It has been widely reported in the media that Meta plans to respond to adverse court rulings against its advertising practices by launching an ad-free version of Instagram and Facebook in the EU. So why is Meta doing this? In recent months Meta has been forced by the European courts to move to a consent mechanism: the legal basis on which it can process users' personal data to serve targeted advertisements to them. Meta's main source of revenue is derived from advertising and they have historically sought to rely on legal grounds of necessity or legitimate interests to serve personalised ads to users (Article 6 of the GDPR). Moving away from this model and obtaining users' explicit consent to the processing of their data for ad targeting represents a seismic change to Meta's business operations.
In order to plug an anticipated shortfall in ads revenue from users who “opt out”, Meta will offer a subscription-based, ad-free version of Instagram and Facebook with monthly charges in the region of USD 14 to USD 17 (depending on the package purchased). Users would therefore have the option to “pay or okay” - accept targeted ads for free access or pay a fee instead. The question is: would a consent be valid in this scenario under EU data protection laws?
Under the GDPR, consent is defined as “any freely given, specific, informed and unambiguous indication of the data subject's wishes by which he or she, by a statement or by a clear affirmative action, signifies agreement to the processing of personal data relating to him or her”. A consent would not be considered valid where an individual has no real choice and is unable to refuse or withdraw their consent without suffering a detriment (i.e., the provision of a service cannot be downgraded). So in this scenario, would the withdrawal of access to Meta's platforms unless a fee is paid where users opt out of ad targeting constitute a “detriment” to them (and therefore fall foul of the law)?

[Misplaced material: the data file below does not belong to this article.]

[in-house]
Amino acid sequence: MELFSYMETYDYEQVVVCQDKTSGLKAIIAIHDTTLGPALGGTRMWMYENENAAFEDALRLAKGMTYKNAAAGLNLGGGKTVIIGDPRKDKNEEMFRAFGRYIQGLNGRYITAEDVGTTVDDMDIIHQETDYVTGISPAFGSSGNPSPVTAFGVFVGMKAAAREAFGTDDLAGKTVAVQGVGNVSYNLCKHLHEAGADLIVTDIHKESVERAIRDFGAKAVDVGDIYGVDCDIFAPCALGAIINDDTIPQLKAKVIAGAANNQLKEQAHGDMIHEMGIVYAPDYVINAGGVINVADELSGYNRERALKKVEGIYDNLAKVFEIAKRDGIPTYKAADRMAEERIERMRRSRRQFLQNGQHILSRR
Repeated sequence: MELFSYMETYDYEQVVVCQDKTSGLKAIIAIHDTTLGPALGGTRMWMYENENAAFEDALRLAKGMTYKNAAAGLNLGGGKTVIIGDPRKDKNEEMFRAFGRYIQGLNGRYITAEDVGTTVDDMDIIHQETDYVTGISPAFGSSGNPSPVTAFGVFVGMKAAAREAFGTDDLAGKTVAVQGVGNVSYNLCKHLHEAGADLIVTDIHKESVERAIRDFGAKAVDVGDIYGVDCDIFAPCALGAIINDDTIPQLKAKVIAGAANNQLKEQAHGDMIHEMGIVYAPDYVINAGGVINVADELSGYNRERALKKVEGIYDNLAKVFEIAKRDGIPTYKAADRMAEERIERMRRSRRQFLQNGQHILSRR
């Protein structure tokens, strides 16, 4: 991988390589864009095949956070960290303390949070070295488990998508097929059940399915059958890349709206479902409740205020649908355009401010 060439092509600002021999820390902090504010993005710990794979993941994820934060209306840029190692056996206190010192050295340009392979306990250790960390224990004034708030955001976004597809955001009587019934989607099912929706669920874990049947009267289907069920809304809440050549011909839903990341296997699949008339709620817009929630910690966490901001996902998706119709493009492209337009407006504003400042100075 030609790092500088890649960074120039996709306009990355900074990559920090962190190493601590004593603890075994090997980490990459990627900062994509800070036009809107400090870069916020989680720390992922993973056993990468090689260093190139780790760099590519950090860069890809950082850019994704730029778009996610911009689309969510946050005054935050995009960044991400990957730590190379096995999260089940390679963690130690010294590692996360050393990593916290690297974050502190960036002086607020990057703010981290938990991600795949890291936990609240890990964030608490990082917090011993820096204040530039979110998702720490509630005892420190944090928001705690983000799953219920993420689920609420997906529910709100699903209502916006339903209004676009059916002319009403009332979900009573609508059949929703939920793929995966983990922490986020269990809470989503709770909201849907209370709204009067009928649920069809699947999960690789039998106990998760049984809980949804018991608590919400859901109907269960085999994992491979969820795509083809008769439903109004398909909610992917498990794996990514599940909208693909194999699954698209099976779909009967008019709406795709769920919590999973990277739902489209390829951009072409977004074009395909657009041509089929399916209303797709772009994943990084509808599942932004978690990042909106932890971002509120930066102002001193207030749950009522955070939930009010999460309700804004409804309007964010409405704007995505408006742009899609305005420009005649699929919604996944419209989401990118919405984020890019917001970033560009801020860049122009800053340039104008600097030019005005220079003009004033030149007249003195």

In Meta v. Bundeskartellamt C-252/21 (2023), the Court of Justice of the European Union (CJEU) appeared to endorse “pay or okay” models where non-consenting users are “offered, if necessary for an appropriate fee, an equivalent alternative not accompanied by such data processing operations”. The CJEU also indicated that the holding of a dominant market position would not in and of itself prevent users of that social media network from validly giving their consent. Accordingly, there are legitimate grounds on which Meta could pursue a “pay or okay” model for Instagram and Facebook.
However, the CJEU's requirements for a lawful consent to such processing are potentially more challenging to meet. The CJEU indicated that any consent would need to be sufficiently granular to cover each type of processing activity. Would a blanket consent option provide sufficient granularity to users to satisfy this requirement? In that regard, there may well need to be individual consents for the processing of “on Facebook data” (being data related to a user's activity within the social network) and “off Facebook data” (being data related to a user's activity outside Facebook). And outside of the regulatory ambit, what impact would an expected reduction in the volume of user data have on Meta's ad serving capabilities and their attractiveness to advertisers? Would the move precipitate a fundamental shift in Meta's revenue streams and the data economy, or something more negligible?
Beyond the CJEU, national regulators could yet scupper Meta's plans and there will likely be a variety of approaches across the single market. For example, the Austrian regulator (DSB) currently requires that, for cookie walls (or “pay or okay” models) to meet the requirements of EU and Austrian law: 1) the provider must not have a monopoly position; and 2) the payment alternative must be set at an appropriate and fair price (i.e., not at an unrealistically high price). Meta would clearly breach the first limb of this test and the question of what level of fee is “proportionate” is as yet untested.
It is also worth noting that the public reaction has been fierce in some quarters. Critics have pointed to the alleged unfairness of rights being granted to only those people who can afford to pay subscription fees. The activist, Max Schrems, has decried the news, claiming that “[f]undamental rights cannot be for sale” and threatening to litigate the matter “…up and down the courts”.
Whatever happens, this is clearly an evolving area of law and the landscape is changing for social media networks, advertisers and consumers alike. We await further news of how and when Meta plans to roll out its new subscription tier(s) in the EU.